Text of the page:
A Story of Le Loup (or: Notes For & Against a Musical Auteur Theory)


My first introduction to Le Loup’s debut album The Throne of the Third Heaven of the Nations’ Millennium General Assembly came in isolation. This was an album to be listened to in private: the album’s arches and corridors providing a space in which a long-form writing project I was striving to complete could be realized. At the time of the album’s recording, Le Loup was the solo project of a man named Sam Simkoff, and I suspect that some of the album’s appeal to me came from the one-man-band nature of it: there’s something dynamic and compelling about working on a project of one’s own and listening to someone else engaged in a similar pursuit.

It doesn’t hurt that Throne has a feeling to it at once frenzied and contemplative: looped beats, overdubbed choirs made up of Simkoff’s voice, sampled sound clips, and a smartly played banjo all make appearances. But it’s hard to imagine this album coming to be in any situation other than as a solo project: it can be messy but, to these ears, never less than fascinating. Consider the ominous way Simkoff delivers a line like “This world was made for ending” (on “Planes Like Vultures”), or the conclusion to “Canto XXXVI”, elevated by the presence of lines like “We will lift her up/ We will lift her body up.” A strain of surreal mysticism runs through Throne, and even when the album doesn’t work — when songs fall away into lengthy sound-effect gaps or ambient noises overtake melodies — it never stops being interesting. Simkoff’s voice goes from whispered to a broken sort of cry, and it’s abetted by the banjo that runs alongside it, providing a visceral and sometimes percussive accompaniment.

The live version of Le Loup that began touring in late 2007 was something altogether different. Seven strong, most contributing vocals, Le Loup’s evolution into a proper band began with a lineup that forcefully translated the songs written and recorded by Simkoff into something much more expansive. And it worked: I can remember being fixed on the band to the exclusion of anything else as they played “I Had a Dream I Died.,” the song that brings Throne to a close. Simkoff’s voice, unadorned or looped over itself, has one kind of power, but a half-dozen voices, male and female, declaiming those same lyrics, brings to them a proper force. a half-dozen voices singing “This is the end/ Reckless young energy,” the music falling away beneath them.

Earlier in that same song, Simkoff sang, “Tell all your friends you love them without complaint.” Throne was a solo album, yes, but one that ultimately reconnected with a larger group. Which makes it seem fitting, even logical, that Le Loup’s second album has the title Family. The group’s lineup is down to five from the seven-piece version that held my attention two autumns ago: May Tabol and Nicole Keenan have left the band, the former having assembled a group of her own, called Pree. (The group’s present lineup consists of Simkoff, Jim Thomson, Robby Sahm, Christian Ervin, and Michael Ferguson.) While one might expect Family to share the visceral immediacy of Throne, the first impression one gets is of music that draws closely to a devotional impulse. These are harmonies that sound suited for the walls of churches and shrines as opposed to rock clubs: “Saddle Mountain,” which opens the album, seems encoded with a traditional sense of balladry, and the album’s title track is elevated by a series of vocal combinations that lend it a hallucinatory, pastoral feeling.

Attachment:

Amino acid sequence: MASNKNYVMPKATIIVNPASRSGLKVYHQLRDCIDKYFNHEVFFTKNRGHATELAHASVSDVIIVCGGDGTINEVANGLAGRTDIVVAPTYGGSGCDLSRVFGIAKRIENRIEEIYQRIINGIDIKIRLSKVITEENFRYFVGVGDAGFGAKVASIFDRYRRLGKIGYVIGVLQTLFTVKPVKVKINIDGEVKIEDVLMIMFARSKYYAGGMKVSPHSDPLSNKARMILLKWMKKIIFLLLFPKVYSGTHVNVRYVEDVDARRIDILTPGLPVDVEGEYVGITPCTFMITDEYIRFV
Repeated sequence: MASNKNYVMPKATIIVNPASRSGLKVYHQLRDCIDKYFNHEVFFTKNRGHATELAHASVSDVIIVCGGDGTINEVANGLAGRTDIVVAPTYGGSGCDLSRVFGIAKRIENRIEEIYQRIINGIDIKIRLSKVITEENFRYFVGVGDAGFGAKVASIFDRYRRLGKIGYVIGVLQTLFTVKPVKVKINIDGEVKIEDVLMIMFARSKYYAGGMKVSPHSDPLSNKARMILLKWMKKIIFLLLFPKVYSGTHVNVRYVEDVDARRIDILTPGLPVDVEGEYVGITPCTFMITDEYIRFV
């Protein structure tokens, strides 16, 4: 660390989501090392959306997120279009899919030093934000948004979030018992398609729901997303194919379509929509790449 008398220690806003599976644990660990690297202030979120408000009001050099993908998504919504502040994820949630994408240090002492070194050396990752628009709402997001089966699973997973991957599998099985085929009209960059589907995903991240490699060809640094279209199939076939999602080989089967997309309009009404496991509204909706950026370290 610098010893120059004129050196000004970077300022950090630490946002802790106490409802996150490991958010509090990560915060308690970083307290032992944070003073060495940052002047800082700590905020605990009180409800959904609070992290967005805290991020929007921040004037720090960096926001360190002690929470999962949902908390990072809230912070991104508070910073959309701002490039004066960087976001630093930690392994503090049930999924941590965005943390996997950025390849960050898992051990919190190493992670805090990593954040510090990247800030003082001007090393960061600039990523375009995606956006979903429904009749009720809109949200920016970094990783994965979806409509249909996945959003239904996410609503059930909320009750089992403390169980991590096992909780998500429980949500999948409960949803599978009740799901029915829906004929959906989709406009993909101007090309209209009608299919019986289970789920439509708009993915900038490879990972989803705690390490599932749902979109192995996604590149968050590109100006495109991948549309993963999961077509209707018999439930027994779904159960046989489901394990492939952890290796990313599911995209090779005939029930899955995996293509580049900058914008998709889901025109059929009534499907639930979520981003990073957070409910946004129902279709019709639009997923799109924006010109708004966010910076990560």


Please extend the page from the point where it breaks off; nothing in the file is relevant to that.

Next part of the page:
Family, though, is filled with subtle moments that would not have been possible in the previous version of the group: the swooning vocal section that ends the title track, for example, or “A Celebration,” which closes the album. The latter moves forward on a frenetic beat, voices singing at some points, chanting at others. But two-thirds of the way through, the bulk of the music drops away for a dialogue between piano and guitar, wordless vocals slowly rising to an ecstatic resolution. Its final ninety seconds encapsulate all that’s come before, and then comes the winding down, vocals the last to fade.

It’s the kind of ending that one might associate with the live version of a song: an extended coda, sections allowing the instruments room to breathe, a big finish. And while other moments from the album — the transition from “Family” into “Forgive Me,” for instance — are indicative of Family as a well-made record, “A Celebration” is unquestionably the work of a band that understands their own live dynamics. Alternately: “A Celebration” stands as the point of demarcation between the initial version of Le Loup and the full-band version that succeeded it.

2009’s Le Loup is a more consistent entity than the solo version that preceded it. Yet it isn’t without flaws of its own. There’s a distinctive sound to Throne; Family, though more consistent, is also more elusive and, in places, indistinct. It’s a little easier to categorize than its predecessor; it’s a little more conducive to shorthand descriptions. But it’s also more listenable and, ultimately as satisfying as Throne. So in the end, that  may be the lesson taught by this version of Le Loup: sometimes, you need to hand something off to others in order to enrich it; at other times, perhaps, you don’t. And after the last notes of Family fade away, a sense of anticipation for what might come next remains.

Tobias Carroll lives and writes in Brooklyn, New York. His writing has recently been published by Tin House, The Collagist, Underwater New York, The Paris Review Daily, Necessary Fiction, Bookforum, The Collagist, The Collapsar, and Joyland. He is the managing editor of Vol.1 Brooklyn, and can be found on Twitter at @TobiasCarroll. More from this author →